Animals farmed for food, as well as those used for other human purposes, are instead governed by Codes of Practice31 which allow for many cruelties, including the castration of piglets without pain relief and the confinement of their mothers in individual cages32 – acts which are illegal when inflicted on companion animals like dogs and cats.

“Farm animals feel pleasure and sadness, excitement and resentment, depression, fear and pain,” explains Dame Jane Goodall PhD, Patron of Voiceless.33

“They are far more aware and intelligent than we ever imagined and, despite having been bred as domestic slaves, they are individual beings in their own right. As such, they deserve our respect.”

Read More: What is Animal Sentience? An Extract from Vegan Living by Ondine Sherman 

Last updated October 2018

  • 1. Judy Pearsall, Sentient (Oxford Dictionaries)
  • 2. Jacky Turner, Stop – Look – Listen: Recognising the Sentience of Farm Animals (Compassion in World Farming Trust, updated version, 2006) 6.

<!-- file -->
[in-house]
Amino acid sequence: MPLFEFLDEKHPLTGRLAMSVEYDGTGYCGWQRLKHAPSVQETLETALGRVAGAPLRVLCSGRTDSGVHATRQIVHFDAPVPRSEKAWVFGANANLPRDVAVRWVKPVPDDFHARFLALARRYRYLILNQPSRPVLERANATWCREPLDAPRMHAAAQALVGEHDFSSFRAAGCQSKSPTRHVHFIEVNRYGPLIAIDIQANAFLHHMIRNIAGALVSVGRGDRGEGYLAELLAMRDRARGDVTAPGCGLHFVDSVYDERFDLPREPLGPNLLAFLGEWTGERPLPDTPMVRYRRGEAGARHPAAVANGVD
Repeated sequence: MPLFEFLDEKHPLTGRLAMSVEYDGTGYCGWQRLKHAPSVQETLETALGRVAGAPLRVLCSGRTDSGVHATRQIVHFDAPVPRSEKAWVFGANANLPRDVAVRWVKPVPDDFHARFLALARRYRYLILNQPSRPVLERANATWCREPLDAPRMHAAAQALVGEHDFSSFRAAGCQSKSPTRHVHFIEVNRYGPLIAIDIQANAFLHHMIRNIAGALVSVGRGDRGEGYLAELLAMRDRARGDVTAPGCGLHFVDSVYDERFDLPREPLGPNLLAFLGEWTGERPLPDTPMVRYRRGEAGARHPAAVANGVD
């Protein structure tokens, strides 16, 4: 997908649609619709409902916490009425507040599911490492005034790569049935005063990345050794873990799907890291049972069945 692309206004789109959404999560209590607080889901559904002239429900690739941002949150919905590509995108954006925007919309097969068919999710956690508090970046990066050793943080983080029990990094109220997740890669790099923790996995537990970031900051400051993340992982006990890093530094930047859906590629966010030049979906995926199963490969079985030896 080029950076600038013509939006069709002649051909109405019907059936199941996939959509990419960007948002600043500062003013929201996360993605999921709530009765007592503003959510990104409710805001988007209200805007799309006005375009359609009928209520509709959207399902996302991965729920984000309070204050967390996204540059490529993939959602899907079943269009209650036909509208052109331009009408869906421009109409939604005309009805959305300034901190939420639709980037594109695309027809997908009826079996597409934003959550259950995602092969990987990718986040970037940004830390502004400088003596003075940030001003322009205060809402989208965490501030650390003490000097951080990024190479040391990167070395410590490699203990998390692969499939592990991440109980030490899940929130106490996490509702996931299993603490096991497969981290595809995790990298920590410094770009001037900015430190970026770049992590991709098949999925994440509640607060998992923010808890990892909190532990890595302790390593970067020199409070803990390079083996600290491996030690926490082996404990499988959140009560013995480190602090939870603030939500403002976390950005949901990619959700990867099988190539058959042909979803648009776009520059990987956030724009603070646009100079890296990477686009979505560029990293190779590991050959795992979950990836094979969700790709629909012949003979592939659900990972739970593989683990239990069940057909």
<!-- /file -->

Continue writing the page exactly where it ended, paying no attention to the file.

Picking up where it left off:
• 3. Philip Low, ‘The Cambridge Declaration on Consciousness’ (Paper presented at the Francis Crick Memorial Conference on Consciousness in Human and Non-Human Animals, Churchill College, July 7 2012) 2
  • 4. Gary Francione, Sentience (2012) Animal Rights: The abolitionist approach
  • 5. John Webster, Animal Welfare: Limping Towards Eden (Universities Federation for Animal Welfare, 2005) 11.
  • 6. The philosopher Jeremy Bentham famously said that in matters of animal ethics, “The question is not ‘Can they reason? nor Can they Talk but, Can they suffer?”. This opinion is supported by John Webster, Emeritus Professor of Animal Husbandry at Bristol University School of Veterinary Science. See Webster, Ibid, 11; It is “a common misconception that the capacity for sentience is linked in some way to a species’ cognitive ability.” See Helen Proctor, ‘Animal Sentience: Where Are We and Where Are We Heading?’ (2012) 2 Animals 628, 631; Peter Singer explains why discrimination on the basis of species alone is unethical. See Peter Singer, Animal Liberation (Harper Perennial edition, 2009) 6.